Yabo (unrefined, gauche) (野暮)
"Yabo"means the unsophisticated condition. Although historically an adjective, the opposite of 'iki,' it is used much broadly than 'iki' in daily life.
Therefore, it is not true that 'it is "iki" because it is not yabo.'
Today's 'iki' and yabo
The meaning of 'iki' is often overinterpreted in the modern period, and it is often used without recognition of its precise meaning, like being abused in fashion magazines, etc. However, the meaning of yabo is, relatively-speaking, commonly understood (even though there are different opinions on its specific connotations).
Both yabo and 'iki' can have the meaning of 'Japanese aesthetic judgment', but both terms can also go beyond this meaning - especially yabo. For example, it can be a topic of daily conversation as to whether a particular fashion is yabo or not regardless of whether or not it is Japanese.
The description of yabo is used for clothes, obsession with money, long and repetitive explanation, etc. Also, an emphasis on practicality (which stops short of functional beauty), together with uncritical faith in and dependence on brand can be considered yabo. Outdated fashion can be seen as yabo if it is not considered retro just yet. Kitsch ('vulgar' in German) has similar aspects in terms of vulgarity, but in the way that its thorough 'peculiarity' transcends everything else it sometimes receives positive aesthetic evaluation. As long as it is not confused with retro or kitsch, something that is yabo never receives positive aesthetic evaluation. Hetauma (poor at a glance but distinct and having charm in truth) and datsuryoku-kei (ennui-style) are also different from yabo.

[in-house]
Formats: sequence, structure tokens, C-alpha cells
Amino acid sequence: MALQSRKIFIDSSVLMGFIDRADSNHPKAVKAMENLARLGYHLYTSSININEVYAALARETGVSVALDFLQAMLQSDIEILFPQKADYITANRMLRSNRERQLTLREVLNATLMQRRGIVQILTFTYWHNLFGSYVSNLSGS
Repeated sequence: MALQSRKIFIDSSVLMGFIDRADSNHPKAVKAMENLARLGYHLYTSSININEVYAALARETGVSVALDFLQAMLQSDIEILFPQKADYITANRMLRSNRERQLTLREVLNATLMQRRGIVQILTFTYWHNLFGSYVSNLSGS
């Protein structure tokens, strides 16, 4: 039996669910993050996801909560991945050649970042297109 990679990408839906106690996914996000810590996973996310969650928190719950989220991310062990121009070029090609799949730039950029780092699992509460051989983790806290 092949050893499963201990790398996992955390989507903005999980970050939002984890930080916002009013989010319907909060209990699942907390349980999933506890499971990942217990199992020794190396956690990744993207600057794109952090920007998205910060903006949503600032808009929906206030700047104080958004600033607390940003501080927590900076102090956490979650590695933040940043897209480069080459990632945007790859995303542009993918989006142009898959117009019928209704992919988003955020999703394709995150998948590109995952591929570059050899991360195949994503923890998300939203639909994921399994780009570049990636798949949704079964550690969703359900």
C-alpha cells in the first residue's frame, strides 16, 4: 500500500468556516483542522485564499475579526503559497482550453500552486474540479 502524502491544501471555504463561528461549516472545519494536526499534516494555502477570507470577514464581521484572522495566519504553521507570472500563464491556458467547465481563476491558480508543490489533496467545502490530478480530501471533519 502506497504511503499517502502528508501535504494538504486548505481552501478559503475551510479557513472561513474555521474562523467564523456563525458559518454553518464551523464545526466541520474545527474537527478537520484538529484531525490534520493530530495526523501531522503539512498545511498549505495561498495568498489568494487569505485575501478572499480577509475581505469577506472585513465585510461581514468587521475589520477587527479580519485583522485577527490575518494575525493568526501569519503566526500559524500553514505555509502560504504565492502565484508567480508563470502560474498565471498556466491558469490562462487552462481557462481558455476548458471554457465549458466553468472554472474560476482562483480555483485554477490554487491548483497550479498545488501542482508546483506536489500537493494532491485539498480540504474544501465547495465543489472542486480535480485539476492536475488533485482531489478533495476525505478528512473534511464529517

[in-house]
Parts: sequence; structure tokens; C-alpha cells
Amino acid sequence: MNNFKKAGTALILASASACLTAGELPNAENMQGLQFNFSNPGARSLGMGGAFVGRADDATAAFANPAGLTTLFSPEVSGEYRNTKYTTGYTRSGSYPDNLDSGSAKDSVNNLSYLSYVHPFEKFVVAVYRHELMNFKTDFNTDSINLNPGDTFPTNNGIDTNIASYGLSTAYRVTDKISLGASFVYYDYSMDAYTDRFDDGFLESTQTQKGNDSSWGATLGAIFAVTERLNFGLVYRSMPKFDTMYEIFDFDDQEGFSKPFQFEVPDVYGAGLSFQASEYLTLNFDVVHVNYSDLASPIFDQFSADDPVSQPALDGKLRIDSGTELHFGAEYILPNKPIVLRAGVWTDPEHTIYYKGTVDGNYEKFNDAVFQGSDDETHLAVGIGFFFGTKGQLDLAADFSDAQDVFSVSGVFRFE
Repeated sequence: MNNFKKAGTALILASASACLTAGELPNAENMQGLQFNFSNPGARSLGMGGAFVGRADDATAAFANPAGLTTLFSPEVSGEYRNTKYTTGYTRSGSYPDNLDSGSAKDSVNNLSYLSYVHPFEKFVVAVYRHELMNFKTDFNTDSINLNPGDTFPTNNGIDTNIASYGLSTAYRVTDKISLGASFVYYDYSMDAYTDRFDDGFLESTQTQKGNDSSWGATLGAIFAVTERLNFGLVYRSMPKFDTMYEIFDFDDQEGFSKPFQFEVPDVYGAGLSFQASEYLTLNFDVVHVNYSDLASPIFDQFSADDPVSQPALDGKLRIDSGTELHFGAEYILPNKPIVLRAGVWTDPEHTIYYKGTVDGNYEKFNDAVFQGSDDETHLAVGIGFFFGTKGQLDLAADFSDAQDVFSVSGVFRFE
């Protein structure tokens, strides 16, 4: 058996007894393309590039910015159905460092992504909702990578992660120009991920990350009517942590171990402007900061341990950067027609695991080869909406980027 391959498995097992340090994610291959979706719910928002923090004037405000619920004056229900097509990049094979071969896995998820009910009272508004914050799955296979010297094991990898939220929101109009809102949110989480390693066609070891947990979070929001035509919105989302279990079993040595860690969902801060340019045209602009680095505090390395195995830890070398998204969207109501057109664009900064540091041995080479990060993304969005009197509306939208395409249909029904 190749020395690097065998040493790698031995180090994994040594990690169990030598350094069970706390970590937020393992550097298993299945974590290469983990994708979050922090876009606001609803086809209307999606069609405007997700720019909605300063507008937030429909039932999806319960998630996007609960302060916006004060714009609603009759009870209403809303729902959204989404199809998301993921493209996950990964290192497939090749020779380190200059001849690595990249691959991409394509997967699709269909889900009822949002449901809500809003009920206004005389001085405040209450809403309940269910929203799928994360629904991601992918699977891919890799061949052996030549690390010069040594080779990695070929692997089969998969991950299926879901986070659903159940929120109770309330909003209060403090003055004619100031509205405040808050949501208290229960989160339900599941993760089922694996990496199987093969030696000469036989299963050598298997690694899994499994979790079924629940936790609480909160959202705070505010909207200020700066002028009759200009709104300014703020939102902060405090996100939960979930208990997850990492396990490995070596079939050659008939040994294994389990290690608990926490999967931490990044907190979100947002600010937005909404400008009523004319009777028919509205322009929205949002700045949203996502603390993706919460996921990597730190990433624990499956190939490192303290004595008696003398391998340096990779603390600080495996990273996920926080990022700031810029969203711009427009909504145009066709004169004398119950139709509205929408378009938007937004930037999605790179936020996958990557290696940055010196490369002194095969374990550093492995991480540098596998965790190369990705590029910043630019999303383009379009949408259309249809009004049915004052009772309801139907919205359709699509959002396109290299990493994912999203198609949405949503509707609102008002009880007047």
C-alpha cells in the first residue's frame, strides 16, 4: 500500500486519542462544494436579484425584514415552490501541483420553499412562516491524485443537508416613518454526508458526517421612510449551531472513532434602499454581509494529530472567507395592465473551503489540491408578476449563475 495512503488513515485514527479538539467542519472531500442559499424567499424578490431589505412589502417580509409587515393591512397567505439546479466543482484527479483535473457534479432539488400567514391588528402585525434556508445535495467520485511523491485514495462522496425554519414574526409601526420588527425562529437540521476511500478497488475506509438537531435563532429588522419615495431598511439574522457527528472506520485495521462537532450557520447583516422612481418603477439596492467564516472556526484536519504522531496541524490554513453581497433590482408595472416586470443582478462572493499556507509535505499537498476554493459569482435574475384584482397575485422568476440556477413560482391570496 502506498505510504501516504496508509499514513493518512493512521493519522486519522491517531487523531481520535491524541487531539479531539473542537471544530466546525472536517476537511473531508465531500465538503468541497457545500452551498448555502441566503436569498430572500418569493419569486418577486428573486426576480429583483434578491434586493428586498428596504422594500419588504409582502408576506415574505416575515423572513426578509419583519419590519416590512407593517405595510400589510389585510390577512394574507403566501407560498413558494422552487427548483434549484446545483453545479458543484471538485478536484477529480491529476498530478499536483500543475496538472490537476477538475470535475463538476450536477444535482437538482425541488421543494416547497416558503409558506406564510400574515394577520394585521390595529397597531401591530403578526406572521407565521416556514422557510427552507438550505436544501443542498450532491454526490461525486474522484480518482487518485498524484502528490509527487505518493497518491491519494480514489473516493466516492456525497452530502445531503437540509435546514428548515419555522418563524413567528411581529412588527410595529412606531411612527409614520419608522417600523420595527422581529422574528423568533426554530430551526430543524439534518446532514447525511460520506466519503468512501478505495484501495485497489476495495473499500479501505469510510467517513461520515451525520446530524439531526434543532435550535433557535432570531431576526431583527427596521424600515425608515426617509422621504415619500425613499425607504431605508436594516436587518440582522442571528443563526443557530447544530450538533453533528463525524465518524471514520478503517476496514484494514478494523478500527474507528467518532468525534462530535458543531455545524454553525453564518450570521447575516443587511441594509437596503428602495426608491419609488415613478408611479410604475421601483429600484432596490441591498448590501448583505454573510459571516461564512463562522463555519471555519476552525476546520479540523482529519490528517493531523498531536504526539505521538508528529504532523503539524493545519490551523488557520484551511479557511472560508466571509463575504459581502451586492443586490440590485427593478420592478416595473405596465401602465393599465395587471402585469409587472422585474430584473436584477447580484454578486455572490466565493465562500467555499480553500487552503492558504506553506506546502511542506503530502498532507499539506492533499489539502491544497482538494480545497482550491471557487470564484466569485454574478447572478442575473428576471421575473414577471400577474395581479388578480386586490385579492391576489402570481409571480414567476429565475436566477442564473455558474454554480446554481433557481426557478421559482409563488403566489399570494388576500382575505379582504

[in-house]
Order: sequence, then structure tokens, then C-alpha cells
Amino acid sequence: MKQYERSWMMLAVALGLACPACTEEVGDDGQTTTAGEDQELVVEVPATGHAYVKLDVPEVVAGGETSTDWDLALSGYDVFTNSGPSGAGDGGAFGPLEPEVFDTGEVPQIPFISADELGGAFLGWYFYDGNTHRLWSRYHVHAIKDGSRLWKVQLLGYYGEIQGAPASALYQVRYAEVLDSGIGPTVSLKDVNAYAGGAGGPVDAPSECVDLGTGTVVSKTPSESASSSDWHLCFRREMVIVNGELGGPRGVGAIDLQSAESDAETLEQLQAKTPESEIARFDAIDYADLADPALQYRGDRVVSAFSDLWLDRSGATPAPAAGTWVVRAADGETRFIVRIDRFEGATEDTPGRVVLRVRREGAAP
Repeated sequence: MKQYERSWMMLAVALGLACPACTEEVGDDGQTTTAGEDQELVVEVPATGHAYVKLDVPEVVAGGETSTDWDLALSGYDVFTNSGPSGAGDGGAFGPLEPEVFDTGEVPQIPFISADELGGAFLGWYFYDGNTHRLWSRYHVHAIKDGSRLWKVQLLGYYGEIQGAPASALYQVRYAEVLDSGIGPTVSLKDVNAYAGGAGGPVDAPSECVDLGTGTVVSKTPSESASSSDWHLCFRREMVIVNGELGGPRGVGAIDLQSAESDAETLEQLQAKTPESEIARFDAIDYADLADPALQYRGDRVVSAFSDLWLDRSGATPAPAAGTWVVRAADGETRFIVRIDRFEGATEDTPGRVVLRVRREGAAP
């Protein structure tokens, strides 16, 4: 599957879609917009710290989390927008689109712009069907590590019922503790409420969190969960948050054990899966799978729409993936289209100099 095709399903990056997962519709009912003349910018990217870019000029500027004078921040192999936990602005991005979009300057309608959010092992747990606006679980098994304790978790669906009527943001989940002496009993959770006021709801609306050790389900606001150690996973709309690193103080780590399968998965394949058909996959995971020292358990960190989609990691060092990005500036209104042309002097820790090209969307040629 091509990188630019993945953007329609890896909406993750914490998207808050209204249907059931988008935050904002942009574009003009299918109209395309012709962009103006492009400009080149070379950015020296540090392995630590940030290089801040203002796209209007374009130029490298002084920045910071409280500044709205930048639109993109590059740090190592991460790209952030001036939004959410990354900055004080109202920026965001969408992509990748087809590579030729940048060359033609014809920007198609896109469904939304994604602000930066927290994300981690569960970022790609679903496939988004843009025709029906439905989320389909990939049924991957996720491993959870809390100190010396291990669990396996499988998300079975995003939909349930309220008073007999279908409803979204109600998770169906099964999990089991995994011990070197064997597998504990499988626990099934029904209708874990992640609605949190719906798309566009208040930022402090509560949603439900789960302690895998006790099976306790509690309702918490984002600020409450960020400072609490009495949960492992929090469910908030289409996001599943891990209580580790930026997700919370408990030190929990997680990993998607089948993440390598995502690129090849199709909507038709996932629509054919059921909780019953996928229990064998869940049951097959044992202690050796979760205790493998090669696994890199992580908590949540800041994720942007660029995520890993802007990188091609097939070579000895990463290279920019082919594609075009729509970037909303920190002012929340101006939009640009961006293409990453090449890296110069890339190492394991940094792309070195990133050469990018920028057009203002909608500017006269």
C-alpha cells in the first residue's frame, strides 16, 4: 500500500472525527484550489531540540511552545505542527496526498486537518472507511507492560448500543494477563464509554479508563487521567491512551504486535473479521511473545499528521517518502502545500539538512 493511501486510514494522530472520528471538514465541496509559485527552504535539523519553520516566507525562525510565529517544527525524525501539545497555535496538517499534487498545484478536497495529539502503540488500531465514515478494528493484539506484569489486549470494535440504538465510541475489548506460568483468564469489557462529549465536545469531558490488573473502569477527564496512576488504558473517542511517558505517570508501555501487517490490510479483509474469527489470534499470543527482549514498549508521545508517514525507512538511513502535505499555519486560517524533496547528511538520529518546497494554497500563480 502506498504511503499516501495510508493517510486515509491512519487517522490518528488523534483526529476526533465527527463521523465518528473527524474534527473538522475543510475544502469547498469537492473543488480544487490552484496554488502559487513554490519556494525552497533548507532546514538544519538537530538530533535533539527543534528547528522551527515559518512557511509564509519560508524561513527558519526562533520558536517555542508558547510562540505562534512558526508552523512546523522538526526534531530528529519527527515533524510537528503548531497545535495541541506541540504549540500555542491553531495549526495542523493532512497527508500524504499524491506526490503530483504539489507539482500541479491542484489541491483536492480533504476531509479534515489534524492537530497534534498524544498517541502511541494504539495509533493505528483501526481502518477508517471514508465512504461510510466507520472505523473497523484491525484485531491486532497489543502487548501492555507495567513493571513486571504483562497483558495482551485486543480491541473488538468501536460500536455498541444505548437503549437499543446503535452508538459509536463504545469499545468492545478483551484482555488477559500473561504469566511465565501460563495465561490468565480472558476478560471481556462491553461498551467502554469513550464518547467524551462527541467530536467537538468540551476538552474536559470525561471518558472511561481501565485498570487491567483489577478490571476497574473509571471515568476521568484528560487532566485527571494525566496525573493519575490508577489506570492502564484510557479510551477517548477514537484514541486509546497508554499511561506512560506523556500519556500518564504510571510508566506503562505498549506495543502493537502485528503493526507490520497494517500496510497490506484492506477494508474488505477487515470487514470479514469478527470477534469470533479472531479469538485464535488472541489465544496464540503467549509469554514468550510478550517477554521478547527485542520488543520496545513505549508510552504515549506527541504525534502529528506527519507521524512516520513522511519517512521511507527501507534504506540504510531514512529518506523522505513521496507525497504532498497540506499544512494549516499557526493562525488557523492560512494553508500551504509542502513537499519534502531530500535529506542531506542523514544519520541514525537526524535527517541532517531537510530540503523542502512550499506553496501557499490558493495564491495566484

In case of being long and repetitive, 'kiza' was used in the feelings of Edo period.
From a viewpoint of design
In terms of design, some find it yabo if it is too easy to understand. For example, electronic devices which put emphasis on fashion are sometimes designed with buttons so small so that people can't find them easily. In contrast, some radios and mobile phones are designed with simplicity as a priority - targeted at the elderly, even at the risk of being considered yabo.
Also, today's Japanese have an unconscious notion that 'the Japanese language is yabo.'
It is considered that the tendency to take different cultures as iki has been extended. For example, there is a tendency to use katakana (one of the Japanese writing systems based on syllables, mainly used for writing loan words and the names of persons and geographical places that can't be written in kanji) for the name of cars and other products (the best examples are the titles of foreign movies). For such products, Japanese words are not used even for the button's names but rather European and American ones (though it is not necessary).
Concrete examples of yabo
The act of posting many distracting signs in the scenery with good atmosphere.
A bureaucratic nature that sticks too closely to regulations, which is opposite to 'iki' na hakarai (good flexible arrangement)
Lack of consideration (especially in the involvement by a third person in a relationship between a man and woman)
To the question, 'Oh, are you going out?,' someone might answer, 'Yeah, I'm just going out for a minor business...'
In such cases, it is really yabo if you keep asking 'what kind of minor business are you going out for?'
Too many functions and over-preparation, which is opposite to traveling lightly